By and large, a companion’s leaving was as perfunctory and inauspicious as their arrival. And as we get ready to welcome a new traveler into the TARDIS in 2017, I wanted to mention two previous exits that highlight just how far ‘Doctor Who’ has come in giving the previously thankless role of “The Doctor’s Companion” much needed depth and weight.
Leela (played by the wonderful Louise Jameson) was actually one of the better introduced characters in “Classic Who”. She was a near-savage, wearing loincloths and carrying a knife that she was all-too eager to use. Her relationship with The Doctor (at the time played by Tom Baker) was meant to have a Henry Higgens-Eliza Doolittle “teacher & pupil” quality. Somewhat undercutting that idea was the fact that producers decided to keep Leela in skimpy cavegirl attire for most of her time on the show. (Another uncomfortable element of “Classic Who” is that the companions were often seen by the producers as being there “…for the dads.” i.e.; an attractive, often scantily clad sex object who the dads could quietly lust over while their kids watched the scary robots and funny man with the long scarf. We were a long way off from Rose Tyler and Clara Oswald.)
Absurd costuming aside, Jameson and Baker had a good rapport onscreen and Leela was one of the more interesting companions; partly for the fact that she was more likely to try and stab the monster of the week to death rather than stand and scream hysterically as it lumbered towards her. So, when the time came for her to end her journey with The Doctor, what send-off did the creative team come up with for this feisty, monster-battling heroine?
They married her off. To a background character she’d barely exchanged three lines with. Even more annoyingly, this happens on Gallifrey, The Doctor’s home planet. Which means nothing except that The Doctor’s previous companion had been told that there was NO POSSIBLE WAY she’d be allowed to accompany him to Gallifrey. That previous companion was Sarah Jane Smith. As I noted above, Sarah Jane’s leaving was one of the very few the writers got right. Leela’s exit manages to be an insult to her character and also undermine the pathos of Sarah Jane’s in one fell swoop. Good one, “Classic Who”.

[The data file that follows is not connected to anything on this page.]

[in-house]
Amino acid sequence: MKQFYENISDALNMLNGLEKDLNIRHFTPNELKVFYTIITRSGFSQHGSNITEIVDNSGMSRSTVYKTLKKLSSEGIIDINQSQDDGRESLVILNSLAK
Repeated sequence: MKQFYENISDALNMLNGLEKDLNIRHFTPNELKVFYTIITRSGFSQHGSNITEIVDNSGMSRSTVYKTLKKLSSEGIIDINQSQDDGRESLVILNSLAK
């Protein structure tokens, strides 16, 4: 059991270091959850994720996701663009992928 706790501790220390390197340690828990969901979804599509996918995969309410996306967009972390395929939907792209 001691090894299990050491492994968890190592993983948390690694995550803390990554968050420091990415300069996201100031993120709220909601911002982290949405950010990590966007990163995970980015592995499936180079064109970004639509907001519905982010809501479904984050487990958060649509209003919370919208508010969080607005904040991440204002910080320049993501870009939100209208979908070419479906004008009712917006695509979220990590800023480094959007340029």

At least Leela got a good entrance. Poor Melanie Bush (played by Bonnie Langford) never even got an introduction. Literally dropped into the middle of the 23rd season, she’s a fitness instuctor who is first shown forcing the Sixth Doctor (played by Colin Baker) to ride a stationary bike and drink carrot juice.
How she ever met up with and joined The Doctor is never explained, never even referred to, and when she leaves it’s to shack up with an intergalactic con man named Sabbalom Glitz. Mel’s best moment is literally her last – at least her leaving gives The Doctor (now played by Sylvester McCoy) an excuse for a good little speech about the bizarre nature of Time Travel.
Her best moment, and it has almost nothing to do with her!
It’s moments like the ones I’ve babbled on about above that illustrate why, much as I love “Classic Who”, I never EVER suggest that a new viewer start with “the early episodes”. I always tell them to start off with “Rose” – the first episode of “New Who”. It’s got everything that made the original great, but it loses the unneccessary baggage. We just finished out the 9th series of “New Who” in which we saw the departure of the latest “companion” Clara Oswald. The impossible arc of her character – from cardboard “puzzle box” to poorly defined “control freak” to absolutely The Doctor’s equal – would NEVER have happened in “Classic Who”. Again, I love the old show, but I love it enough to admit it’s failings. The way “New Who” has redefined the part of the “companion” is so radical, so all encompassing, that I would argue we need to stop calling them “companions”.
They’re “co-stars” now. And will remain so. Time marches on, Comrades. You can’t stop progress. We are officially done with the awkward “hellos” and over-hasty “so longs” of yesteryear’s ‘Doctor Who’.
To which I say: Thank fuck.
There should be an announcement any day now as to who the new ‘Doctor Who’ co-star is. Stay tuned.